12 Following

By Singing Light

Pretty much everything here originally appeared at my actual blog: By Singing Light. I particularly focus on upper middle-grade and young adult books. I also enjoy adult genre books, especially speculative fiction.

Currently reading

The Lost Tools of Learning and the Mind of the Maker
Dorothy L. Sayers
The Seventh Bride
T. Kingfisher
Hope in the Dark
Rebecca Solnit
Outrun the Moon
Stacey Lee
Midnight Thief
Livia Blackburne
The White Hart
Nancy Springer
The Great Wall Of Lucy Wu
Wendy Wan-Long Shang
Jim C. Hines
Elizabeth & Leicester: Power, Passion, Politics
Sarah Gristwood

Jinx's Magic

Jinx's Magic - Sage Blackwood

Jinx was one of my favorite books last year, and I was really glad to find out that a sequel was being published. I read an eARC via Edelweiss and then forgot to pre-order the final version–a mistake which has now been fixed!


Sometimes when you really, really love the first book in a series, the second book is very nervous-making. What if it’s just not as good? Then, not only do you not love the sequel, the first book is usually tinged with this sad feeling of lost potential (see: Mira Grant’s Feed). Happily, Blackwood does not fall into this trap. Jinx’s Magic is just as lovely as Jinx. (I should mention, in the interests of disclosure, that I chat with Sage Blackwood on Twitter sometimes and she seems like a lovely person. But her books are excellent regardless.) So, here are the reasons I loved this book.


1. Jinx. He’s far from perfect–sometimes arrogant, sometimes prickly, sometimes unable to see other people clearly. But he’s also curious and kind, and he tries really hard to do the right thing. He’s growing up more in this book, which is both painful and delightful to read.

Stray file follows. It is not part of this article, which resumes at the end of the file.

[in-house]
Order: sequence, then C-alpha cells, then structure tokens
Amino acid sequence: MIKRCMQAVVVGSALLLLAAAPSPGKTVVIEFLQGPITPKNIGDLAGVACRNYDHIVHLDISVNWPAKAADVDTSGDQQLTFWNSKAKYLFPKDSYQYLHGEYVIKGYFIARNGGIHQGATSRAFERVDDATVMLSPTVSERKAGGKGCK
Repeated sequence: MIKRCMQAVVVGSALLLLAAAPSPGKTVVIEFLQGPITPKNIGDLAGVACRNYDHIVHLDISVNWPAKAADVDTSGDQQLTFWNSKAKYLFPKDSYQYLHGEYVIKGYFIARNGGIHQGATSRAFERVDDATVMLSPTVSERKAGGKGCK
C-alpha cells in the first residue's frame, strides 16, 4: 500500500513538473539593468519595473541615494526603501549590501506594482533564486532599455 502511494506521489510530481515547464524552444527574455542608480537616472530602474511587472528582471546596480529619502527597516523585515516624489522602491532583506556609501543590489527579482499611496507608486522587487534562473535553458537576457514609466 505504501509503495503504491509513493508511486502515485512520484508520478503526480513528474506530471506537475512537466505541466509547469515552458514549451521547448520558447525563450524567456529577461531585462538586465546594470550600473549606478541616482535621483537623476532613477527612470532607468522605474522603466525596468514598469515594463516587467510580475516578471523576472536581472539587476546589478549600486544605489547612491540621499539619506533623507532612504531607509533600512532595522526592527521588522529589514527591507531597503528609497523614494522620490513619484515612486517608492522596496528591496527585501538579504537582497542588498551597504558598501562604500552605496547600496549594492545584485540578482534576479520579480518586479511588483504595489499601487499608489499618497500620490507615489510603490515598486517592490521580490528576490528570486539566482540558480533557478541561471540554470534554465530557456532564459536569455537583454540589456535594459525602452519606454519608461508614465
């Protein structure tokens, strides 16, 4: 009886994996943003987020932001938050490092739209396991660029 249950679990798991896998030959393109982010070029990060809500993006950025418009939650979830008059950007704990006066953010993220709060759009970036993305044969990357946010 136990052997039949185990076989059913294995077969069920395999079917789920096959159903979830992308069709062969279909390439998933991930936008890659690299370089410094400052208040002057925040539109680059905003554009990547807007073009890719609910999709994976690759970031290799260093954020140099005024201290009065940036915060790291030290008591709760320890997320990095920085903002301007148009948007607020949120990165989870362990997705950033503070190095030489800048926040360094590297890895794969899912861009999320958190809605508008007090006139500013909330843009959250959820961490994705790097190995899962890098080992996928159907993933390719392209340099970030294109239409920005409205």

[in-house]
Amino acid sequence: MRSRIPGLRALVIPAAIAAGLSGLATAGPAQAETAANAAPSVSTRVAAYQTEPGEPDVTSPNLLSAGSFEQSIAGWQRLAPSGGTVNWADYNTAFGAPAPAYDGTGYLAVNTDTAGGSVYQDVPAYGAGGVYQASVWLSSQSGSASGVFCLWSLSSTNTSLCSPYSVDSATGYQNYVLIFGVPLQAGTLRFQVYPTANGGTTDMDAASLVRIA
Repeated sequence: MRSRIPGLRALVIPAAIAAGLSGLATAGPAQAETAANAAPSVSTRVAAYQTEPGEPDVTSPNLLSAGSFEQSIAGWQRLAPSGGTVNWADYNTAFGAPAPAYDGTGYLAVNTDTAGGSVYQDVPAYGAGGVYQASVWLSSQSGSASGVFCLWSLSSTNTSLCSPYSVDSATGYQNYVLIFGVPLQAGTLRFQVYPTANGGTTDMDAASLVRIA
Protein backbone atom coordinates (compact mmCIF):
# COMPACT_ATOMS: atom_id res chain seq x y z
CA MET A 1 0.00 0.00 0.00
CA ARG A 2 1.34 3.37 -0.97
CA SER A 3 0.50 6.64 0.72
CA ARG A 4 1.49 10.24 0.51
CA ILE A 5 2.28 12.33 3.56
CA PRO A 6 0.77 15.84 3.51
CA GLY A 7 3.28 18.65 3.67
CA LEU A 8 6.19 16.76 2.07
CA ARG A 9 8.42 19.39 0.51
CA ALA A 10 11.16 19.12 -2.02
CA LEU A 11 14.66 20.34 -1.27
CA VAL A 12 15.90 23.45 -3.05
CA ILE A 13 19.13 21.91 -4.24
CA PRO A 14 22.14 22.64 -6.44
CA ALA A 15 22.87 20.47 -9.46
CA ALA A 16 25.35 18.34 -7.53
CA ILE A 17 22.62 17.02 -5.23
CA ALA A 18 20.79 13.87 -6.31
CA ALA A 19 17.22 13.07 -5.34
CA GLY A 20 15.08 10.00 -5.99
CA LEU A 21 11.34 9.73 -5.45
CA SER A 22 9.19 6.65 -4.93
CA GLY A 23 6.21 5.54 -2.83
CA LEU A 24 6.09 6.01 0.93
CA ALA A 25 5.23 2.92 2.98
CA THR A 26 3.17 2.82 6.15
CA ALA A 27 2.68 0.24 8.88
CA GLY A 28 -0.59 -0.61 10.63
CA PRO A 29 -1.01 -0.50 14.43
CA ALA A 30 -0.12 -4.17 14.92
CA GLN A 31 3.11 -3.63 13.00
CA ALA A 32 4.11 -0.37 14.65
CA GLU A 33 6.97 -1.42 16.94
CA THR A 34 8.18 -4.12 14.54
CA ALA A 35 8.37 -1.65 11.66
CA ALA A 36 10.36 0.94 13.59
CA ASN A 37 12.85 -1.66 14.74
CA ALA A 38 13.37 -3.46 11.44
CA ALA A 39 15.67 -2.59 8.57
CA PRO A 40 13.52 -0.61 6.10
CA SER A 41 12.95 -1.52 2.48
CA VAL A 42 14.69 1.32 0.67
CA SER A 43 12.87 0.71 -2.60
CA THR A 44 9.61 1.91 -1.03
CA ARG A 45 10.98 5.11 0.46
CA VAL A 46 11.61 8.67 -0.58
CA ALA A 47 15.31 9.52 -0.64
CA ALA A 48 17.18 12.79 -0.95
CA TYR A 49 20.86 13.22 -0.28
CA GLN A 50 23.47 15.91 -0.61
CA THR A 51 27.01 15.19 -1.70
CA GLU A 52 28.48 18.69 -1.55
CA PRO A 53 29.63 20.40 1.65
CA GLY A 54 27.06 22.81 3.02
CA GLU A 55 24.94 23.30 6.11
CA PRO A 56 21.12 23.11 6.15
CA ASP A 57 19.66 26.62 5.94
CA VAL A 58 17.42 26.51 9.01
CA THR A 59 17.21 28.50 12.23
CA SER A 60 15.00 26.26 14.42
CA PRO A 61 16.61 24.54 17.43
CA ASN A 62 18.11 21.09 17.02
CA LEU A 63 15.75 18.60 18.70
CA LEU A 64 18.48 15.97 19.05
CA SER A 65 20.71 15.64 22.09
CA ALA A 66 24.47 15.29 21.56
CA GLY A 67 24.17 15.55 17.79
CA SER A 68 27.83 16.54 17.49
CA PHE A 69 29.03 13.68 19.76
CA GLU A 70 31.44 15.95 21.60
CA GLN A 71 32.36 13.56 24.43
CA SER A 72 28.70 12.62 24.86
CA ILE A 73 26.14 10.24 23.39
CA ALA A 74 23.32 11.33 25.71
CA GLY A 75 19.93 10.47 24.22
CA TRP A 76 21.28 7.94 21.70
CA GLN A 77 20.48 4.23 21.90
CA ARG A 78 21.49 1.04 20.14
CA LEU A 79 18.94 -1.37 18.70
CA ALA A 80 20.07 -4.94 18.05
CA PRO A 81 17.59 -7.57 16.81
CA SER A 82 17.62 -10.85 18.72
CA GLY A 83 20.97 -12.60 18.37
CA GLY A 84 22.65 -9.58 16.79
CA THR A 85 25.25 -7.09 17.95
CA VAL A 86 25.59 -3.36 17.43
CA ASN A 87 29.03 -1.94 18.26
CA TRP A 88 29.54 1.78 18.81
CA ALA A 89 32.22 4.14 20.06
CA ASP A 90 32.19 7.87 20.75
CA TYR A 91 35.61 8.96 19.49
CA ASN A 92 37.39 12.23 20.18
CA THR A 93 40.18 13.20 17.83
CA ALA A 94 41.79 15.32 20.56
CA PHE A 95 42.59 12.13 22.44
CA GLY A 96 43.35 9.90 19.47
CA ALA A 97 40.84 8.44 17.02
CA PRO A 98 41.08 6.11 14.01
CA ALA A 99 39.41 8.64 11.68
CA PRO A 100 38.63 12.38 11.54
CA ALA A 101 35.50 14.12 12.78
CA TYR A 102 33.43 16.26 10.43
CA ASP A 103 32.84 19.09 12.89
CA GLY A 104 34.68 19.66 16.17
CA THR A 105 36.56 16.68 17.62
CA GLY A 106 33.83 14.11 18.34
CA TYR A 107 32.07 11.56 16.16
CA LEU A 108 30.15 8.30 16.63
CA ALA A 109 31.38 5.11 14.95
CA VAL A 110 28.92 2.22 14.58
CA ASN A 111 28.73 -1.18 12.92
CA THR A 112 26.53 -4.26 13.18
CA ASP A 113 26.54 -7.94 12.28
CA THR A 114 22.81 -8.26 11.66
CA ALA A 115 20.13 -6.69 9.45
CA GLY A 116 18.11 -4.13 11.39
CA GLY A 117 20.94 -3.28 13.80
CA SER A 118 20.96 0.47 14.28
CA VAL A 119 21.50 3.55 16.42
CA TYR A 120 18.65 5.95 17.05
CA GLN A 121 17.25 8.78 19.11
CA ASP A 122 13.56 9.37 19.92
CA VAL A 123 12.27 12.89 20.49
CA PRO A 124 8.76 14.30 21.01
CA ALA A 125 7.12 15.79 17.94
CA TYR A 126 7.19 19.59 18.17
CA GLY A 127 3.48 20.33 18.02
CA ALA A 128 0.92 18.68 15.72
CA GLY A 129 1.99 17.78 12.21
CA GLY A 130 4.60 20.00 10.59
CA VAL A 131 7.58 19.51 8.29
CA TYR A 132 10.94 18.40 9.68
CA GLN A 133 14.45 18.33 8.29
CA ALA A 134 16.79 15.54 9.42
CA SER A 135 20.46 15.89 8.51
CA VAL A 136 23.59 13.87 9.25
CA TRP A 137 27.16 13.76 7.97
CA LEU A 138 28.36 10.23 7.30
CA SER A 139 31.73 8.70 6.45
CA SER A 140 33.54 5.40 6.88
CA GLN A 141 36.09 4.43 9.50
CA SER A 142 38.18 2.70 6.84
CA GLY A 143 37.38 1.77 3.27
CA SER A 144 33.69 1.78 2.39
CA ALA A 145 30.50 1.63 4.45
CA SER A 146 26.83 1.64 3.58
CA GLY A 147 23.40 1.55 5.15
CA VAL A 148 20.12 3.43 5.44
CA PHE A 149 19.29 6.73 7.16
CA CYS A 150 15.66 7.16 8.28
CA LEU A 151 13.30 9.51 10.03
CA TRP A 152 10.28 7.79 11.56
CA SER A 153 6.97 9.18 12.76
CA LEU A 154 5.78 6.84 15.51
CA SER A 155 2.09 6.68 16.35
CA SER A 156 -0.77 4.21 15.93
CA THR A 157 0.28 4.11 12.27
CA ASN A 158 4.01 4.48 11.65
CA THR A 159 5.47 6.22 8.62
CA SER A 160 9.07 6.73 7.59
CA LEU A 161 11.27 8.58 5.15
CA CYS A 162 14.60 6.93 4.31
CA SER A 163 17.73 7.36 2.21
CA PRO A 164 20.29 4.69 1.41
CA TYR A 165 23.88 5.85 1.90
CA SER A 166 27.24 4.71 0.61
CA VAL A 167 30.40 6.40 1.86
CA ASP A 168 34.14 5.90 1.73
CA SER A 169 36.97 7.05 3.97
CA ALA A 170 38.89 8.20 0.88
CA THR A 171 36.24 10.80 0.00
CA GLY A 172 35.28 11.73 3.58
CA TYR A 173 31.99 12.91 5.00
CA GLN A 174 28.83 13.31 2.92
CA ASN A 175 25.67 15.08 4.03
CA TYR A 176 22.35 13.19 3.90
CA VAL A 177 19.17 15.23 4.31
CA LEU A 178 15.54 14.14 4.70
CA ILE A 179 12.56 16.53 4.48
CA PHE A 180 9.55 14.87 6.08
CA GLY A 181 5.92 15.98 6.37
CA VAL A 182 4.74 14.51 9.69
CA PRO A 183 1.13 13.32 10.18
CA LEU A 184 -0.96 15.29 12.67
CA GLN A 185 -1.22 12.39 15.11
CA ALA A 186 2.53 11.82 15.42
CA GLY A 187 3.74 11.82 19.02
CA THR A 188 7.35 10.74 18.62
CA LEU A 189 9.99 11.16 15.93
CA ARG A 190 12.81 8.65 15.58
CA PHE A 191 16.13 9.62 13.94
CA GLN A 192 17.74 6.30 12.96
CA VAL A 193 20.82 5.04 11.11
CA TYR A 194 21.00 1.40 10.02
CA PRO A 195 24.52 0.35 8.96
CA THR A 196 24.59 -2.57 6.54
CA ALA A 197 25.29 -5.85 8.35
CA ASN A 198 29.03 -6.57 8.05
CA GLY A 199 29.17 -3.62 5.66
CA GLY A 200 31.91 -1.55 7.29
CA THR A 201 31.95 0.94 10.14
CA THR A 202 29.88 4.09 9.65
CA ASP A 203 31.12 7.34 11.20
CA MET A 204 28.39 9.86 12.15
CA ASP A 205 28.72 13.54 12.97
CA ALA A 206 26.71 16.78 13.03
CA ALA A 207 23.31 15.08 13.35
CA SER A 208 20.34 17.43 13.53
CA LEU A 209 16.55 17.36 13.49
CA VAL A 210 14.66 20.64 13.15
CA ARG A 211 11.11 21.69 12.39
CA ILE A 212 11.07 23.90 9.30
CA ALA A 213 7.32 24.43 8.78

2. Everyone else. I wanted more Simon, because I am fretting about Things Which Occur, and because I miss the bracing effect he has on the other characters. And of course there’s Reven, who is somewhat distressing at this point. But I loved Elfwyn, and I really liked the way she is learning to use her curse.


3. The settings. The Urwald continues to be wonderful, but Keyland and Samara have their own texture. I liked that Jinx thinks quite a bit about the differences between the countries and how people who live there tend to think. He’s running up against the limits of his own experience and learning that there are other ways of living.


4. Malthus. I really enjoyed how he is both quite profound and at the same time a bit scary, and also a bit funny. Like here: “‘Death isn’t evil,’ said Malthus. ‘Life doesn’t end in evil. Many people end their lives as delicious meals for werewolves.’”


5. Jinx’s magic. It’s right there in the title, but I really liked the way the story plays with Jinx’s relationship to his magic. It’s part of him, but it’s not all of him, and he isn’t always able to do what he wants with it.


6. The themes from the first book continue to play out. How do you know who to trust, and who to listen to? Especially when you’re not sure how true your own perceptions are. This is important for Jinx’s ability to see people’s feelings–is he seeing them, or is he seeing their feelings filtered through his own?


7. The theme and images of balance. Urwald magic vs. KnIP. Jinx vs. the Bonemaster. Book smarts (Jinx) vs. life smarts (Wendell). It’s an important thread in this book, and it turns up in interesting places.


The only complaint I have is that the ending seemed a bit abrupt. It’s not a cliffhanger, exactly, but things aren’t completely wrapped up either. Next book, please!


Book source: eARC from Edelweiss; purchased
Book information: HarperCollins, 2014; middle grade fantasy

Source: http://bysinginglight.wordpress.com/2014/01/27/jinxs-magic-by-sage-blackwood